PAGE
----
An insurance premium is the amount of money charged by a company for active coverage. (Click to Read our previous post for more details) The sum a person pays in premiums, also referred to as the rate, is determined by several factors, including age, health, and the area a person lives in. People pay these rates annually or in smaller payments over the course of the year, and the amount can change over time. When insurance premiums are not paid, the policy is typically considered void and companies will not honor claims against it.
Insurance premiums taxability
If a company provides benefits to its employees, the business might also be providing taxable income that employees must report to the Internal Revenue Service. This would include any kind of insurance — with any coverage amount — with the exception of those insurance policies the IRS specifically classifies as “exempt.”
Group Term Life Insurance
For group term life insurance, the IRS sets $50,000 in face value as the boundary for a taxable benefit. If the premium paid by the employer buys an insurance policy above that amount, the benefit is subject to payroll taxes. That means the IRS requires the employer to report the benefit as wage income and withhold payroll taxes, for the cost of life insurance coverage in excess of $50,000. Otherwise, life insurance premiums are exempt from income tax. Premiums that you pay on your own for life insurance are never deductible.
Accident and Health
The IRS also exempts accident and health insurance premiums paid by the employer, with the exception of long-term care insurance provided in a tax-sheltered plan, such as a flexible spending account. This type of insurance covers costs associated with assisted-living facilities or residential care for the disabled. The cost is subject to income tax but not payroll taxes for Social Security and Medicare purposes.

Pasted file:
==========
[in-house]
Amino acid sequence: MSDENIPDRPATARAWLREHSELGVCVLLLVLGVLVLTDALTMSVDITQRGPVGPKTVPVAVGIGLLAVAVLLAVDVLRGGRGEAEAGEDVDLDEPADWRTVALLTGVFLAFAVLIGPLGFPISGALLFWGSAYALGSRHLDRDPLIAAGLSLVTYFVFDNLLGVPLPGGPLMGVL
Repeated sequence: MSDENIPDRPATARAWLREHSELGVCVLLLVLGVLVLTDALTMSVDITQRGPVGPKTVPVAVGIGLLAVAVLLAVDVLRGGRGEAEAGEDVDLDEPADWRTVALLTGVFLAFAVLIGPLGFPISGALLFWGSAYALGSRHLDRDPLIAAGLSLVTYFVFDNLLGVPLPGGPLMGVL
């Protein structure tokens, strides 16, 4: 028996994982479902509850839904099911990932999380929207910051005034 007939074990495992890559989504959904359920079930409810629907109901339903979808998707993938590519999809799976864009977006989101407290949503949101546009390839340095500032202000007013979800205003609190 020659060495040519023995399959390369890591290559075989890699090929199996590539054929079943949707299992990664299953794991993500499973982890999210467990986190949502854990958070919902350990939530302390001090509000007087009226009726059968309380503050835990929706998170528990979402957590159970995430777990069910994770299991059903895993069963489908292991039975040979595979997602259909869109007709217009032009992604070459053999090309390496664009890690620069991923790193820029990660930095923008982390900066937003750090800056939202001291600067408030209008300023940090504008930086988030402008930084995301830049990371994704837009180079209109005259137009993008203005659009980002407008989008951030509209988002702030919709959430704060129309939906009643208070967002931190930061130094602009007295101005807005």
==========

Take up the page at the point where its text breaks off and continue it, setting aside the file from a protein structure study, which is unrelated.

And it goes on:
The exemption also applies if you are paying COBRA health premiums for a former employee. There are no conditions on this “continuation” coverage; the employee can exempt the premiums whether he quit or is going through a temporary layoff, or whether he was a permanent or temporary worker.
The IRS makes an exception for employees who own more than 2 percent of the stock of an S corporation. For these employees, any premiums paid for accident or health insurance (or life insurance) are subject to income tax and withholding. The benefit is not subject to payroll taxes for Social Security and Medicare unless the employer compensated the employee for a specific illness or injury. The same exception applies to “highly compensated employees,” by the IRS definition. This means a corporate officer who earns among the five highest salaries, any employee who owns more than 10 percent of the stock, or any employee earning in the top 25 percent of company salaries.